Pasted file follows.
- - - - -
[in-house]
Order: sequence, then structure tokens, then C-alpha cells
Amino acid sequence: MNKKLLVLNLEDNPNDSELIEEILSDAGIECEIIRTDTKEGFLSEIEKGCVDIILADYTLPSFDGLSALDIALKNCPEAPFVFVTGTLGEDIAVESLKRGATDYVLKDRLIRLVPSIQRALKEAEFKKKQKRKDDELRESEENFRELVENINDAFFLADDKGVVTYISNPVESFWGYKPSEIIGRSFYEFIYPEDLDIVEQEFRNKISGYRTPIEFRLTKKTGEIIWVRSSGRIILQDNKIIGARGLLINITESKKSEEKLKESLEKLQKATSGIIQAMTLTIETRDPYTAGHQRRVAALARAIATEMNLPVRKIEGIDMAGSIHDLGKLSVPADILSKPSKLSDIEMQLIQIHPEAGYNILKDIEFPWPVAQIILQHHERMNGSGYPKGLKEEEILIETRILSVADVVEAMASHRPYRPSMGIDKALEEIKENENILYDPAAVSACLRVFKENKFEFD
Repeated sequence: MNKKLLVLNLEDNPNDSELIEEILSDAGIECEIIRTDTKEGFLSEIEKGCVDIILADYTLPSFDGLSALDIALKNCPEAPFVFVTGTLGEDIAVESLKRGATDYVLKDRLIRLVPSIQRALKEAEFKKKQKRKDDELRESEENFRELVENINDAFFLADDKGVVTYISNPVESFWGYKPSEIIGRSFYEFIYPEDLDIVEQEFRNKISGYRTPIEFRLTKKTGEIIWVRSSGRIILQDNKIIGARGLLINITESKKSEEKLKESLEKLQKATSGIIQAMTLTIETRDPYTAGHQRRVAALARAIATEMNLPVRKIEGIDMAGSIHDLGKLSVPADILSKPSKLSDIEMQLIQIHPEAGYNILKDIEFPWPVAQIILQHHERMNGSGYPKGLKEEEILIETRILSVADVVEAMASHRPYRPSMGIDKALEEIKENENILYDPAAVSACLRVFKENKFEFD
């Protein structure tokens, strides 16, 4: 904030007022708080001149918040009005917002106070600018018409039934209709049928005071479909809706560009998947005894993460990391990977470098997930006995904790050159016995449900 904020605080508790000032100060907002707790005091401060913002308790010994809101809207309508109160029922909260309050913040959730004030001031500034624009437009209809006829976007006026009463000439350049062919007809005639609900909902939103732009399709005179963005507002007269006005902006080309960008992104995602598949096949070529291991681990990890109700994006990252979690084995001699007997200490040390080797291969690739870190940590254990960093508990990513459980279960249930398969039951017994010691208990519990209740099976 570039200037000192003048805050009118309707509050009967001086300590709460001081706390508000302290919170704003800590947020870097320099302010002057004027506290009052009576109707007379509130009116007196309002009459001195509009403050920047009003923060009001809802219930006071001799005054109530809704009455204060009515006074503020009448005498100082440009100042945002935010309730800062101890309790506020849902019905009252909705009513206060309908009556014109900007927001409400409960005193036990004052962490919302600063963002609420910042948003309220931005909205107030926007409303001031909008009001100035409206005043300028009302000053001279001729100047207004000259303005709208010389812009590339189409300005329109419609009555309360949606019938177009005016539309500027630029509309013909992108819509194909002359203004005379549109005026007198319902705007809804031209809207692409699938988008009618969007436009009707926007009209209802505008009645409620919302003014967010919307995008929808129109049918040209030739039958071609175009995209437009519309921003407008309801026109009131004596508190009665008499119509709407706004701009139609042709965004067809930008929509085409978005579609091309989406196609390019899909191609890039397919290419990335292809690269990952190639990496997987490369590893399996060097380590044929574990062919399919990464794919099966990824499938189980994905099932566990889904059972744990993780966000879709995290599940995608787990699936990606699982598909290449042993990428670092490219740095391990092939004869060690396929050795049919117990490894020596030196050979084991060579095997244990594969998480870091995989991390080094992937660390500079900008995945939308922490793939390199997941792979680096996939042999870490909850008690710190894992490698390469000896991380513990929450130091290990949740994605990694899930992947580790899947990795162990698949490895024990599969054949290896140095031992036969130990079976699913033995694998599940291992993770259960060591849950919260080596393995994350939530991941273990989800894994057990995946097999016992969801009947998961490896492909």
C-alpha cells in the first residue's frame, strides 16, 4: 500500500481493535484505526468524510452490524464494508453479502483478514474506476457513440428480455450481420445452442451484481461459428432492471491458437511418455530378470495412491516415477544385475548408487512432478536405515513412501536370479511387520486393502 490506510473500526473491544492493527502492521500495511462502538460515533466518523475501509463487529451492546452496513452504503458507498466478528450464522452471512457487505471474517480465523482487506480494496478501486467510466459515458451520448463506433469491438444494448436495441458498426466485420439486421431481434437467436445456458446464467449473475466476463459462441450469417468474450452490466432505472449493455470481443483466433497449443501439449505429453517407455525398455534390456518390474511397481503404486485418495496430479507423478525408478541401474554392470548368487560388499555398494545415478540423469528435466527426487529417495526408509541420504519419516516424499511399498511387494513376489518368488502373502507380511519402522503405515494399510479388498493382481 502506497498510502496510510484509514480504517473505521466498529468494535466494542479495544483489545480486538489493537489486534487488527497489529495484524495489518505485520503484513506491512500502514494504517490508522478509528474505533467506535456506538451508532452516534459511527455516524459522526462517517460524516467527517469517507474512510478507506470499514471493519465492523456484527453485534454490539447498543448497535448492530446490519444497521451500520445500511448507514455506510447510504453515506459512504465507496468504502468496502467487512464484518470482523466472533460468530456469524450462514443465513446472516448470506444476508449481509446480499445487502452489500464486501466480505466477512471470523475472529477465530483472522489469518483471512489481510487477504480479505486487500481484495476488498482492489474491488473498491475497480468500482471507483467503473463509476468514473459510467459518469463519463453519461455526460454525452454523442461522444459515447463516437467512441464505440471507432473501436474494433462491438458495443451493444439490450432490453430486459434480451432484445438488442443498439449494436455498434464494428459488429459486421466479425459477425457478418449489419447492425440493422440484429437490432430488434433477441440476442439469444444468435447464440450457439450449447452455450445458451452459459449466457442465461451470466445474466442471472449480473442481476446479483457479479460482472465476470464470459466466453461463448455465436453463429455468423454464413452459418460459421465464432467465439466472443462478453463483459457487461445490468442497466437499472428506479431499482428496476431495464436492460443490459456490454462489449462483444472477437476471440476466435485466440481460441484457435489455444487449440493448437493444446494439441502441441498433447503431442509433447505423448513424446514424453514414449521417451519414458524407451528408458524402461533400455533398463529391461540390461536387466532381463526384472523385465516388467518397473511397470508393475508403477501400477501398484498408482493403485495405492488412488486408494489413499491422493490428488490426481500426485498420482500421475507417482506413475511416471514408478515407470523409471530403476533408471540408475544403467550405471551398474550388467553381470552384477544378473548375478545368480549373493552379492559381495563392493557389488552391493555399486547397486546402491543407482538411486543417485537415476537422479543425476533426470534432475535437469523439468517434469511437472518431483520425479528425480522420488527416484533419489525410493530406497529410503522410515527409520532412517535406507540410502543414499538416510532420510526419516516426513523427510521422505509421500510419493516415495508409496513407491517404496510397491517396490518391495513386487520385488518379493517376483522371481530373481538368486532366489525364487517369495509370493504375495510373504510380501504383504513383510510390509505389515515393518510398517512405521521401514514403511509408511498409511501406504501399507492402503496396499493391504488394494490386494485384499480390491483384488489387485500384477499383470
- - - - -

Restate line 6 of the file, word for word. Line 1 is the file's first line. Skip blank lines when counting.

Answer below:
C-alpha cells in the first residue's frame, strides 16, 4: 500500500481493535484505526468524510452490524464494508453479502483478514474506476457513440428480455450481420445452442451484481461459428432492471491458437511418455530378470495412491516415477544385475548408487512432478536405515513412501536370479511387520486393502 490506510473500526473491544492493527502492521500495511462502538460515533466518523475501509463487529451492546452496513452504503458507498466478528450464522452471512457487505471474517480465523482487506480494496478501486467510466459515458451520448463506433469491438444494448436495441458498426466485420439486421431481434437467436445456458446464467449473475466476463459462441450469417468474450452490466432505472449493455470481443483466433497449443501439449505429453517407455525398455534390456518390474511397481503404486485418495496430479507423478525408478541401474554392470548368487560388499555398494545415478540423469528435466527426487529417495526408509541420504519419516516424499511399498511387494513376489518368488502373502507380511519402522503405515494399510479388498493382481 502506497498510502496510510484509514480504517473505521466498529468494535466494542479495544483489545480486538489493537489486534487488527497489529495484524495489518505485520503484513506491512500502514494504517490508522478509528474505533467506535456506538451508532452516534459511527455516524459522526462517517460524516467527517469517507474512510478507506470499514471493519465492523456484527453485534454490539447498543448497535448492530446490519444497521451500520445500511448507514455506510447510504453515506459512504465507496468504502468496502467487512464484518470482523466472533460468530456469524450462514443465513446472516448470506444476508449481509446480499445487502452489500464486501466480505466477512471470523475472529477465530483472522489469518483471512489481510487477504480479505486487500481484495476488498482492489474491488473498491475497480468500482471507483467503473463509476468514473459510467459518469463519463453519461455526460454525452454523442461522444459515447463516437467512441464505440471507432473501436474494433462491438458495443451493444439490450432490453430486459434480451432484445438488442443498439449494436455498434464494428459488429459486421466479425459477425457478418449489419447492425440493422440484429437490432430488434433477441440476442439469444444468435447464440450457439450449447452455450445458451452459459449466457442465461451470466445474466442471472449480473442481476446479483457479479460482472465476470464470459466466453461463448455465436453463429455468423454464413452459418460459421465464432467465439466472443462478453463483459457487461445490468442497466437499472428506479431499482428496476431495464436492460443490459456490454462489449462483444472477437476471440476466435485466440481460441484457435489455444487449440493448437493444446494439441502441441498433447503431442509433447505423448513424446514424453514414449521417451519414458524407451528408458524402461533400455533398463529391461540390461536387466532381463526384472523385465516388467518397473511397470508393475508403477501400477501398484498408482493403485495405492488412488486408494489413499491422493490428488490426481500426485498420482500421475507417482506413475511416471514408478515407470523409471530403476533408471540408475544403467550405471551398474550388467553381470552384477544378473548375478545368480549373493552379492559381495563392493557389488552391493555399486547397486546402491543407482538411486543417485537415476537422479543425476533426470534432475535437469523439468517434469511437472518431483520425479528425480522420488527416484533419489525410493530406497529410503522410515527409520532412517535406507540410502543414499538416510532420510526419516516426513523427510521422505509421500510419493516415495508409496513407491517404496510397491517396490518391495513386487520385488518379493517376483522371481530373481538368486532366489525364487517369495509370493504375495510373504510380501504383504513383510510390509505389515515393518510398517512405521521401514514403511509408511498409511501406504501399507492402503496396499493391504488394494490386494485384499480390491483384488489387485500384477499383470